To estimate the discounted money value of human lives lost (DMVHL) due to COVID-19 in Spain.
The study employs the human capital approach to estimate the DMVHL (assuming Spain's life expectancy of 83 years and a 3% discount rate) of the 20,453 human lives lost in Spain from COVID-19 as of 19 April 2020. Sensitivity analysis was conducted alternately assuming (a) 5% and 10% discount rate; and (b) global life expectancy of 72 years, and the world's highest life expectancy of 87.1 years.
The 20,453 human lives lost due to COVID-19 had a total DMVHL of Int$ 9,629,234,112, and an average of Int$ 470,798 per human life lost. Alternate re-estimation of the economic model with a 5% and 10% discount rates led to 19.8% and 47.4% reductions in the DMVHL, respectively. Re-calculation of the economic model using the global life expectancy of 72 years, while holding the discount rate constant at 3%, diminished the DMVHL by 41%. While the re-run of the same model using the world's highest life expectancy of 87.1 years instead, it increased the DMVHL by 18%.
The study omits the value of health systems inputs used in preventing, diagnosing and treating COVID-19 cases; and the negative impact of COVID-19 on the agriculture, education, finance, manufacturing, travel, tourism, and trade sectors.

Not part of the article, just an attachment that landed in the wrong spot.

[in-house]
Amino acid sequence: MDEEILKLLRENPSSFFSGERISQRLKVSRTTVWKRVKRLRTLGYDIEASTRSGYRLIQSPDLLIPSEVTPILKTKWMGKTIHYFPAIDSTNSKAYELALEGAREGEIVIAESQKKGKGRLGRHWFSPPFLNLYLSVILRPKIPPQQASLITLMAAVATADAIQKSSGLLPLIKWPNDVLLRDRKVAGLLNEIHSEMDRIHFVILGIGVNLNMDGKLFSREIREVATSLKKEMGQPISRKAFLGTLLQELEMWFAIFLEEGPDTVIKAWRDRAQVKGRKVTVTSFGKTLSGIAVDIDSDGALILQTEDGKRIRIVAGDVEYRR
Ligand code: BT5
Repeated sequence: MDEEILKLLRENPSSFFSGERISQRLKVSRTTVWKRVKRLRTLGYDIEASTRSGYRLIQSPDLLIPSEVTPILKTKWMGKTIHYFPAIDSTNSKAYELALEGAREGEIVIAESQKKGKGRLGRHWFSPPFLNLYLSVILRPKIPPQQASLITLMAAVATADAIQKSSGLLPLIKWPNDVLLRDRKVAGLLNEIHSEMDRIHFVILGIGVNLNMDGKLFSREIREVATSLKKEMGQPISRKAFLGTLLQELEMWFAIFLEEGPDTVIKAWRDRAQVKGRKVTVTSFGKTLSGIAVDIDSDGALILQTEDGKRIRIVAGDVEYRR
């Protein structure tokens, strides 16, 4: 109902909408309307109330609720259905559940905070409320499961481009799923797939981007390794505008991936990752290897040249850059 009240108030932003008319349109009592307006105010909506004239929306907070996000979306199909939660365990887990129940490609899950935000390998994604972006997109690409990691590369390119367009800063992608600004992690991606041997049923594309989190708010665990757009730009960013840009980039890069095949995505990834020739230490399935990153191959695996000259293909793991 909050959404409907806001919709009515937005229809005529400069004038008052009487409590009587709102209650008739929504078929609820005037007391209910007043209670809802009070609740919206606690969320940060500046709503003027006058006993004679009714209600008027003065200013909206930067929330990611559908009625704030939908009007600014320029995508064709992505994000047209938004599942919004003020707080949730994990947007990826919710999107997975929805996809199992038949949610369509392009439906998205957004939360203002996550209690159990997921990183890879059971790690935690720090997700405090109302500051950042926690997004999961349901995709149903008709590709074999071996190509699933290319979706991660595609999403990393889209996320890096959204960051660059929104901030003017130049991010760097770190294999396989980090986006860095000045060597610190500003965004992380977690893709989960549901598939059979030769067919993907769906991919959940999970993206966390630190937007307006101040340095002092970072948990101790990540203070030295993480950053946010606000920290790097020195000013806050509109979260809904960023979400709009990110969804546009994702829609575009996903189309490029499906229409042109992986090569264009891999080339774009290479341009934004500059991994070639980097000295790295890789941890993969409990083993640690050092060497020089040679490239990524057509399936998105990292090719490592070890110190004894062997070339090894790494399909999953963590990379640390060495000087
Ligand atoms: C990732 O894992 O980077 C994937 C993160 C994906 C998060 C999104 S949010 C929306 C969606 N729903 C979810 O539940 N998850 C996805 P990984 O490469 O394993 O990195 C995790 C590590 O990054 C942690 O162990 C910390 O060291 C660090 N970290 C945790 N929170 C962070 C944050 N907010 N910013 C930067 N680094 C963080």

There is a need to use this kind of evidence to advocate for increased investments into the strengthening of the national health system, IHR capacities, and coverage of safe water and sanitation facilities.
In Spain, no other study had attempted to estimate the net present value of human lives lost from COVID-19.
Kirigia, J.M. and Muthuri, R.N.D.K. (2020), "The discounted money value of human lives lost due to COVID-19 in Spain", Journal of Health Research, Vol. ahead-of-print No. ahead-of-print. https://doi.org/10.1108/JHR-04-2020-0116Download as .RIS
Emerald Publishing Limited
Copyright © 2020, Joses Muthuri Kirigia and Rose Nabi Deborah Karimi Muthuri
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Spain is a member state of the WHO European Region (EUR). It has a population of 46.866 million persons and a gross domestic product of Int$ 2,015.6 billion and a GDP per capita of Int$ 43,007.5 .
As of 19 April 2020, the world had a total of 2,347,884 coronavirus disease (COVID-19) notified cases, including 161,138 deaths. As of 19 April 2020, the EUR accounted for 1,072,126 (45.7%) of the global COVID-19 cases and 100,143 (62.1%) of the deaths. As of 19 April 2020, Spain had notified 195,944 cases and 20,453 deaths, that is, 18.3% and 20.4% of cases and deaths in the EUR .